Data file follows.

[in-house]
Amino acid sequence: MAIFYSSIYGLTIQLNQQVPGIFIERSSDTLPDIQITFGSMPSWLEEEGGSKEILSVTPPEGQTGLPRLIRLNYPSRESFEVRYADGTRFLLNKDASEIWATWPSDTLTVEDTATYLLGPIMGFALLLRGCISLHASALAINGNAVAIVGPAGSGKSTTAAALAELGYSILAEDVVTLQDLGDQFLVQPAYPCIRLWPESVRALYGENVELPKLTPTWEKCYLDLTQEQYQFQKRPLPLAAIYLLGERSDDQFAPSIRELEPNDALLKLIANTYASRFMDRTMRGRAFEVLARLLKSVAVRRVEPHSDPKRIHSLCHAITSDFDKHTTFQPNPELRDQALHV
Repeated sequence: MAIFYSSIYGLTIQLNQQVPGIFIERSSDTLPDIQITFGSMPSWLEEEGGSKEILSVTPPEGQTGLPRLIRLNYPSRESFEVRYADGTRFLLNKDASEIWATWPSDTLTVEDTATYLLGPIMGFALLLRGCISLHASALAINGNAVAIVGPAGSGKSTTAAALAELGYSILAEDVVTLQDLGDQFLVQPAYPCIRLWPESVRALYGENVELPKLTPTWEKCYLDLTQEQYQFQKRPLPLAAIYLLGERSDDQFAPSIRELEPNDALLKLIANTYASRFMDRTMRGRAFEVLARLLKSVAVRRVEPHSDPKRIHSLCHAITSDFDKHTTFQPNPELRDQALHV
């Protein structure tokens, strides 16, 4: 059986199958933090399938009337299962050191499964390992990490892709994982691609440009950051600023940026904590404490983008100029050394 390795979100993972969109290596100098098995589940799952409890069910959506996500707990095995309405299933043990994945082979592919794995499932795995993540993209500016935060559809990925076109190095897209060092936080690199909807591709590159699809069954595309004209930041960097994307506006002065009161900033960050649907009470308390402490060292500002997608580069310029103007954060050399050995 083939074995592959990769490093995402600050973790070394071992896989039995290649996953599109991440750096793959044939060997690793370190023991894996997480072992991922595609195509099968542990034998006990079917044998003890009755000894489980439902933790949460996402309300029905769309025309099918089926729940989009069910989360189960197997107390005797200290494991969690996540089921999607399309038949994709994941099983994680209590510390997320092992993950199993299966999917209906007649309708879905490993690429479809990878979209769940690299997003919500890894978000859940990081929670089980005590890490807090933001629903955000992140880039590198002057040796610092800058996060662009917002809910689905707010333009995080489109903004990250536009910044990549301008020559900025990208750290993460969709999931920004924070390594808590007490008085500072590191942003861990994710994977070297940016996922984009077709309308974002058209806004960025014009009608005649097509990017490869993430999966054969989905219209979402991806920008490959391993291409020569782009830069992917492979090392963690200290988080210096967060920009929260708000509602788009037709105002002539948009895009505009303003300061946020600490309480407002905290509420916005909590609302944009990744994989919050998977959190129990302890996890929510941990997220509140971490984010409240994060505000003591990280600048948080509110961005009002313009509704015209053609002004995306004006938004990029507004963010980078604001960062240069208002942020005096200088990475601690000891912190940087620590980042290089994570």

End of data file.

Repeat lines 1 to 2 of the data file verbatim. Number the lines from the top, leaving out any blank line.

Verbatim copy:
[in-house]
Amino acid sequence: MAIFYSSIYGLTIQLNQQVPGIFIERSSDTLPDIQITFGSMPSWLEEEGGSKEILSVTPPEGQTGLPRLIRLNYPSRESFEVRYADGTRFLLNKDASEIWATWPSDTLTVEDTATYLLGPIMGFALLLRGCISLHASALAINGNAVAIVGPAGSGKSTTAAALAELGYSILAEDVVTLQDLGDQFLVQPAYPCIRLWPESVRALYGENVELPKLTPTWEKCYLDLTQEQYQFQKRPLPLAAIYLLGERSDDQFAPSIRELEPNDALLKLIANTYASRFMDRTMRGRAFEVLARLLKSVAVRRVEPHSDPKRIHSLCHAITSDFDKHTTFQPNPELRDQALHV